Keywords: Cactus; Opuntia ficus-indica; Antioxidant; Chronic diseases


LDL-C: Low-density-lipoprotein cholesterol; HDL-C: High-density lipoprotein cholesterol; BPH: Benign prostatic hypertrophy; PARP: ADP ribose polymerase; H2O2: Hydrogen peroxide; X: Xanthine; XO: Xanthine oxidase; BDNF: Brain-derived neurotrophic factor; pCREB: Phosphorylated cAMP response element binding-protein; pERK: Phosphorylated extracellular signal-regulated kinase; NO: Nitric oxide; ROS: Reactive oxygen species; GSH: Glutathione


Today the world appears to be increasingly interested in the health benefits of foods and has begun to look beyond the basic nutritional benefits of foodstuffs to disease prevention. It is generally accepted that the beneficial effects of herbal remedies can be obtained from active constituents present in the whole plant, parts of the plant (e.g., flowers, fruits, roots or leaves), or plant materials or combinations thereof, whether in crude or processed state [1]. Cactus (Opuntia ficus-indica) commonly known as prickly pear belongs to the family Cactaceae. Opuntia ficusindica produces sweet, nutritionally rich edible fruits; its tender cladodes are used as fresh green vegetable and salad (Figure 1) [2,3].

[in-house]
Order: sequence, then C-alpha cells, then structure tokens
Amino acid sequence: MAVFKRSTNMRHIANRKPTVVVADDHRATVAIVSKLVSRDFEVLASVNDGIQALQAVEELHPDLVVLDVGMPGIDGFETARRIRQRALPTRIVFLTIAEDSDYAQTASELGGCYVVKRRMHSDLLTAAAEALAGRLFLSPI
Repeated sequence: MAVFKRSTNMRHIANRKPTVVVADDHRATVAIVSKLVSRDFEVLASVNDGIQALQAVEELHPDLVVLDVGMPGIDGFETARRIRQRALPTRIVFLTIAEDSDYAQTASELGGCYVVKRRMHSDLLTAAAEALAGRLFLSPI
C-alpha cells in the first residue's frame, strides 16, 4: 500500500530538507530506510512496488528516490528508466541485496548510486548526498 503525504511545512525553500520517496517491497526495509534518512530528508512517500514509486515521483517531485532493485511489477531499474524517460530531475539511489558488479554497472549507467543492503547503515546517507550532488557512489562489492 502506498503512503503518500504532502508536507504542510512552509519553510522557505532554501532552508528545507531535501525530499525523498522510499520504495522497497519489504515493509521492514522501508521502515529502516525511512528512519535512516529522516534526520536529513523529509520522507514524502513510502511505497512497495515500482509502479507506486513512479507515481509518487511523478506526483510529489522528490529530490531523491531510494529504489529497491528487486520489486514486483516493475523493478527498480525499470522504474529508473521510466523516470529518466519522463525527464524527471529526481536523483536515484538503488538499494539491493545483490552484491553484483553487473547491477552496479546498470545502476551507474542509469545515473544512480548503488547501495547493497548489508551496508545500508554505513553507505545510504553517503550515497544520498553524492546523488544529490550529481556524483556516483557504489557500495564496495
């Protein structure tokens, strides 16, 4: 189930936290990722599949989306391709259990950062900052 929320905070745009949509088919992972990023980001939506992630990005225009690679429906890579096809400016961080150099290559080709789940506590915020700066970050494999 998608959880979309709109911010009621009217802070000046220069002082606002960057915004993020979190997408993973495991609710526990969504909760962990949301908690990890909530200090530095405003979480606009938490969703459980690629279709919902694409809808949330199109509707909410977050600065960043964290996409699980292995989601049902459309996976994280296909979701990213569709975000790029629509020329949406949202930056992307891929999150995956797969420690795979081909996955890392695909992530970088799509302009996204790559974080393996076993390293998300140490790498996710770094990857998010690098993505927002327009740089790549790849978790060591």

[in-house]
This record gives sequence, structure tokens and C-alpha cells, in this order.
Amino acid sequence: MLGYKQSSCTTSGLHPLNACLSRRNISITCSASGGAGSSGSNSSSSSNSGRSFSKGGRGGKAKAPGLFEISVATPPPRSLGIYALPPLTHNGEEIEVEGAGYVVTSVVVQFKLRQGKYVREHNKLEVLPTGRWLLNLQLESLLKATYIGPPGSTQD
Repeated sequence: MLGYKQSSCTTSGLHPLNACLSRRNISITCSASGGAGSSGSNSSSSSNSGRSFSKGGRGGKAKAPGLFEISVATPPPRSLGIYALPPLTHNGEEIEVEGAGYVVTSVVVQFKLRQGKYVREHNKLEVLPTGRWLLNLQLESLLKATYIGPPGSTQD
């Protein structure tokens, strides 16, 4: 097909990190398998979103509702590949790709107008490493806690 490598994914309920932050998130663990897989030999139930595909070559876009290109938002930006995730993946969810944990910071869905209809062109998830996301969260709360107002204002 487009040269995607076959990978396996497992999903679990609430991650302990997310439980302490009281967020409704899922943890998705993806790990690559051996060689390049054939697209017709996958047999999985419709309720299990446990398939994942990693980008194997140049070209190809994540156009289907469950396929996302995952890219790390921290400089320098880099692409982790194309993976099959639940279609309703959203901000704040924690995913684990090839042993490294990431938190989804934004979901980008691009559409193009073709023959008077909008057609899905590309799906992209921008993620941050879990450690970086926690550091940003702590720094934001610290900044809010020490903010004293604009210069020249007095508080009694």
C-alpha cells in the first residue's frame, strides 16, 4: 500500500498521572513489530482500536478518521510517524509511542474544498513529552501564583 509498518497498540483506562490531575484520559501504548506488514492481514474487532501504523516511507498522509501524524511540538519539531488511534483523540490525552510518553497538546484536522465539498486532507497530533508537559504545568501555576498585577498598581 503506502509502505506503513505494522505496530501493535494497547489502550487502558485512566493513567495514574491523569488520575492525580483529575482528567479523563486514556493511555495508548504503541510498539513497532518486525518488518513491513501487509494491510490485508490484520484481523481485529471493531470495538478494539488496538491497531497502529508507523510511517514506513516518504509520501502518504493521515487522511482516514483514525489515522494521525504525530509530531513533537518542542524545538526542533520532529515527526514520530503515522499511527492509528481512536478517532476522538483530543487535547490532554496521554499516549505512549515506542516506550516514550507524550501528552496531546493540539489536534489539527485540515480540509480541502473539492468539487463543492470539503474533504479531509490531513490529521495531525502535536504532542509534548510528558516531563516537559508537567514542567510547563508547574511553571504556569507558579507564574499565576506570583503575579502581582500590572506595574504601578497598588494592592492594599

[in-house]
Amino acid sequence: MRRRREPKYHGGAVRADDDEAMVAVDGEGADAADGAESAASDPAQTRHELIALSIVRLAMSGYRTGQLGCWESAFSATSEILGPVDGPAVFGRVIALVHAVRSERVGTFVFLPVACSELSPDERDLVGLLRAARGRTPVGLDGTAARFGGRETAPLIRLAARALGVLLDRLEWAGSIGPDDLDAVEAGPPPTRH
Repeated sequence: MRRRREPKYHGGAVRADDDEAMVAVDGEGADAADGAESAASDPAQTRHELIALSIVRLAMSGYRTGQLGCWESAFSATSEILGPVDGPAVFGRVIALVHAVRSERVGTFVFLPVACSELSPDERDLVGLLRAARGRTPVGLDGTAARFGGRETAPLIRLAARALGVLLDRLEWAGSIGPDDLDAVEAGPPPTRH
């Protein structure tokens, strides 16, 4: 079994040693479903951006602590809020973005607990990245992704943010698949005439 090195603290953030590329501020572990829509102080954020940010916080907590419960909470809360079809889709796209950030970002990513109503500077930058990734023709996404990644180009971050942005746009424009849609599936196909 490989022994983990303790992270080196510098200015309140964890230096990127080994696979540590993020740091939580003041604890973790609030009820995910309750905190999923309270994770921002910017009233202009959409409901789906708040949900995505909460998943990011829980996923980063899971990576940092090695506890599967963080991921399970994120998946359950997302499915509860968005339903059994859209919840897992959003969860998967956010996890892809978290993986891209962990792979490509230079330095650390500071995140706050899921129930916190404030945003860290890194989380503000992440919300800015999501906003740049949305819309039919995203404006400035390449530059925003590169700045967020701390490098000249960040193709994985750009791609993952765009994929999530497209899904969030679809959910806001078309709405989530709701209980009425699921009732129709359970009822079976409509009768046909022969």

Figure 1: Opuntia ficus-indica (L), fruits and cladodes

According to previous reports, family Cactaceae is reported to contain about 130 genera and nearly 1500 all well adapted to arid lands and to a diversity of climates and are naturalized in several areas all over the world, including the Mediterranean basin, Middle East, South Africa, Australia and India. In South Africa, Mediterranean areas and South American this species is also cultivated for its edible fruit (prickly pear), although in some countries different parts of the plant are utilized in the food and cosmetic industry [4-6].